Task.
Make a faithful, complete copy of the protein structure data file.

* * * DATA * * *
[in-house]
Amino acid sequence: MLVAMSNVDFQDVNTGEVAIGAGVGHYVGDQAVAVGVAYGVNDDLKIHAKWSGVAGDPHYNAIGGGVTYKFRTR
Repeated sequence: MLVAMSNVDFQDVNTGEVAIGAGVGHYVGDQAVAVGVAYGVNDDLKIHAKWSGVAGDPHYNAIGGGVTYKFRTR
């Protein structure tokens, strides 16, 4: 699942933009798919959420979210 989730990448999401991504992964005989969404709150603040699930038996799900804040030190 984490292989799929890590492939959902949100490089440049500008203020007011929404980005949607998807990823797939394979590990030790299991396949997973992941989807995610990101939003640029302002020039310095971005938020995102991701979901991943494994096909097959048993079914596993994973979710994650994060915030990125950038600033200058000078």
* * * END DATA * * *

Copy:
[in-house]
Amino acid sequence: MLVAMSNVDFQDVNTGEVAIGAGVGHYVGDQAVAVGVAYGVNDDLKIHAKWSGVAGDPHYNAIGGGVTYKFRTR
Repeated sequence: MLVAMSNVDFQDVNTGEVAIGAGVGHYVGDQAVAVGVAYGVNDDLKIHAKWSGVAGDPHYNAIGGGVTYKFRTR
């Protein structure tokens, strides 16, 4: 699942933009798919959420979210 989730990448999401991504992964005989969404709150603040699930038996799900804040030190 984490292989799929890590492939959902949100490089440049500008203020007011929404980005949607998807990823797939394979590990030790299991396949997973992941989807995610990101939003640029302002020039310095971005938020995102991701979901991943494994096909097959048993079914596993994973979710994650994060915030990125950038600033200058000078």